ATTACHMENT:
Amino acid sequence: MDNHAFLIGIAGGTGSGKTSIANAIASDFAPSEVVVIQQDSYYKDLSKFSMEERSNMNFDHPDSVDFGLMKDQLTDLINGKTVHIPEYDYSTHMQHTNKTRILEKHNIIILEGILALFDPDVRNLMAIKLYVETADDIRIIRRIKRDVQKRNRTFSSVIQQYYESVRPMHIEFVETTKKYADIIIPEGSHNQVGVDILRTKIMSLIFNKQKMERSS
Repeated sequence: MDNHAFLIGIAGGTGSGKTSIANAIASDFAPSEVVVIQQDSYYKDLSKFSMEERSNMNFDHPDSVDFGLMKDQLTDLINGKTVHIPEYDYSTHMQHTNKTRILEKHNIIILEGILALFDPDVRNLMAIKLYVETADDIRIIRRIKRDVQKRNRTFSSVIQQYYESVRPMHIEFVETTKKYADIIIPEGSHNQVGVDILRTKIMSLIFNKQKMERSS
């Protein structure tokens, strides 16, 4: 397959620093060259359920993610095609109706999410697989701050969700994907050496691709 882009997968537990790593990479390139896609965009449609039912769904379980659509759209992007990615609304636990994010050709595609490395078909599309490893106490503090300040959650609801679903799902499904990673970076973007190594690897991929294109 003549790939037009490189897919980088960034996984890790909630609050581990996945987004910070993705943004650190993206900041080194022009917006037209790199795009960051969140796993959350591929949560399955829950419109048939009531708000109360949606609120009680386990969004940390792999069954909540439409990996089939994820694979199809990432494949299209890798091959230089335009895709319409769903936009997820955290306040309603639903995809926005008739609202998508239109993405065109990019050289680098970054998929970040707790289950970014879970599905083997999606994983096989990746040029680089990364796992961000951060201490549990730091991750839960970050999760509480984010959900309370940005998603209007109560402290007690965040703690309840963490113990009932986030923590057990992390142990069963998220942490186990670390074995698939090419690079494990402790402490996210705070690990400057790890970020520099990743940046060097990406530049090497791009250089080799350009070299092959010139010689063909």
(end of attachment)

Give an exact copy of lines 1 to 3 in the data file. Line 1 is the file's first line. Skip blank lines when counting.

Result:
Amino acid sequence: MDNHAFLIGIAGGTGSGKTSIANAIASDFAPSEVVVIQQDSYYKDLSKFSMEERSNMNFDHPDSVDFGLMKDQLTDLINGKTVHIPEYDYSTHMQHTNKTRILEKHNIIILEGILALFDPDVRNLMAIKLYVETADDIRIIRRIKRDVQKRNRTFSSVIQQYYESVRPMHIEFVETTKKYADIIIPEGSHNQVGVDILRTKIMSLIFNKQKMERSS
Repeated sequence: MDNHAFLIGIAGGTGSGKTSIANAIASDFAPSEVVVIQQDSYYKDLSKFSMEERSNMNFDHPDSVDFGLMKDQLTDLINGKTVHIPEYDYSTHMQHTNKTRILEKHNIIILEGILALFDPDVRNLMAIKLYVETADDIRIIRRIKRDVQKRNRTFSSVIQQYYESVRPMHIEFVETTKKYADIIIPEGSHNQVGVDILRTKIMSLIFNKQKMERSS
């Protein structure tokens, strides 16, 4: 397959620093060259359920993610095609109706999410697989701050969700994907050496691709 882009997968537990790593990479390139896609965009449609039912769904379980659509759209992007990615609304636990994010050709595609490395078909599309490893106490503090300040959650609801679903799902499904990673970076973007190594690897991929294109 003549790939037009490189897919980088960034996984890790909630609050581990996945987004910070993705943004650190993206900041080194022009917006037209790199795009960051969140796993959350591929949560399955829950419109048939009531708000109360949606609120009680386990969004940390792999069954909540439409990996089939994820694979199809990432494949299209890798091959230089335009895709319409769903936009997820955290306040309603639903995809926005008739609202998508239109993405065109990019050289680098970054998929970040707790289950970014879970599905083997999606994983096989990746040029680089990364796992961000951060201490549990730091991750839960970050999760509480984010959900309370940005998603209007109560402290007690965040703690309840963490113990009932986030923590057990992390142990069963998220942490186990670390074995698939090419690079494990402790402490996210705070690990400057790890970020520099990743940046060097990406530049090497791009250089080799350009070299092959010139010689063909």